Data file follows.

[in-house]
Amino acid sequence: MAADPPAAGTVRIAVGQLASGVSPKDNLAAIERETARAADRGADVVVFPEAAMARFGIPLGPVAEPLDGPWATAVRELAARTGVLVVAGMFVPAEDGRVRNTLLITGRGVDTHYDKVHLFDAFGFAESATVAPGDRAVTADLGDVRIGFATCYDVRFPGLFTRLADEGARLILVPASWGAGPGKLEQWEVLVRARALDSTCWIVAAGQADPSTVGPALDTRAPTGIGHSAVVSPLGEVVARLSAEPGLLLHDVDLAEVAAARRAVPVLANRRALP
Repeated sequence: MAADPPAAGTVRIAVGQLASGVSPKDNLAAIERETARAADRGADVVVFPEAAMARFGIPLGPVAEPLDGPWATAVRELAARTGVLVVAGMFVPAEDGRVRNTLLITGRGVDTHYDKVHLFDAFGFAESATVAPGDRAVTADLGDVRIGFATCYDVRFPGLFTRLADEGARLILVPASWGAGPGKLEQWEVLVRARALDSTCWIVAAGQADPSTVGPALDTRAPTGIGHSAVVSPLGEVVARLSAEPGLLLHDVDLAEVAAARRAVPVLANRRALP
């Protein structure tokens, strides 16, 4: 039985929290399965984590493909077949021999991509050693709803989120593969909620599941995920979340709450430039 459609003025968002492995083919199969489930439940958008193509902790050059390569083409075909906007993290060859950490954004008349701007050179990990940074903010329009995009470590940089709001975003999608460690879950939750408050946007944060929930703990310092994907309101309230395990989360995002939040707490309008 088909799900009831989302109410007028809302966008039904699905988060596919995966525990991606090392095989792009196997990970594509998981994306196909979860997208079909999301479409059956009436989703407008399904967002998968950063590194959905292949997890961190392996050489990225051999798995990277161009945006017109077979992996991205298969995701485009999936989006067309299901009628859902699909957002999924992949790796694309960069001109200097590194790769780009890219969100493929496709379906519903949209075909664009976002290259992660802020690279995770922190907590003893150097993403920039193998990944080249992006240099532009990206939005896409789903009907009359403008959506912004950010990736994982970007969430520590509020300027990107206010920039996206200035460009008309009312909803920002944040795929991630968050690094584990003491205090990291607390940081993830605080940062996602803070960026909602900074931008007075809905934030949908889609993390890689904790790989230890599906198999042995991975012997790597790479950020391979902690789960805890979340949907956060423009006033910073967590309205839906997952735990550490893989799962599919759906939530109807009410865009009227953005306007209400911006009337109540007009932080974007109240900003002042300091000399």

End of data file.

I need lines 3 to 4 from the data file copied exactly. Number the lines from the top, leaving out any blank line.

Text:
Repeated sequence: MAADPPAAGTVRIAVGQLASGVSPKDNLAAIERETARAADRGADVVVFPEAAMARFGIPLGPVAEPLDGPWATAVRELAARTGVLVVAGMFVPAEDGRVRNTLLITGRGVDTHYDKVHLFDAFGFAESATVAPGDRAVTADLGDVRIGFATCYDVRFPGLFTRLADEGARLILVPASWGAGPGKLEQWEVLVRARALDSTCWIVAAGQADPSTVGPALDTRAPTGIGHSAVVSPLGEVVARLSAEPGLLLHDVDLAEVAAARRAVPVLANRRALP
């Protein structure tokens, strides 16, 4: 039985929290399965984590493909077949021999991509050693709803989120593969909620599941995920979340709450430039 459609003025968002492995083919199969489930439940958008193509902790050059390569083409075909906007993290060859950490954004008349701007050179990990940074903010329009995009470590940089709001975003999608460690879950939750408050946007944060929930703990310092994907309101309230395990989360995002939040707490309008 088909799900009831989302109410007028809302966008039904699905988060596919995966525990991606090392095989792009196997990970594509998981994306196909979860997208079909999301479409059956009436989703407008399904967002998968950063590194959905292949997890961190392996050489990225051999798995990277161009945006017109077979992996991205298969995701485009999936989006067309299901009628859902699909957002999924992949790796694309960069001109200097590194790769780009890219969100493929496709379906519903949209075909664009976002290259992660802020690279995770922190907590003893150097993403920039193998990944080249992006240099532009990206939005896409789903009907009359403008959506912004950010990736994982970007969430520590509020300027990107206010920039996206200035460009008309009312909803920002944040795929991630968050690094584990003491205090990291607390940081993830605080940062996602803070960026909602900074931008007075809905934030949908889609993390890689904790790989230890599906198999042995991975012997790597790479950020391979902690789960805890979340949907956060423009006033910073967590309205839906997952735990550490893989799962599919759906939530109807009410865009009227953005306007209400911006009337109540007009932080974007109240900003002042300091000399």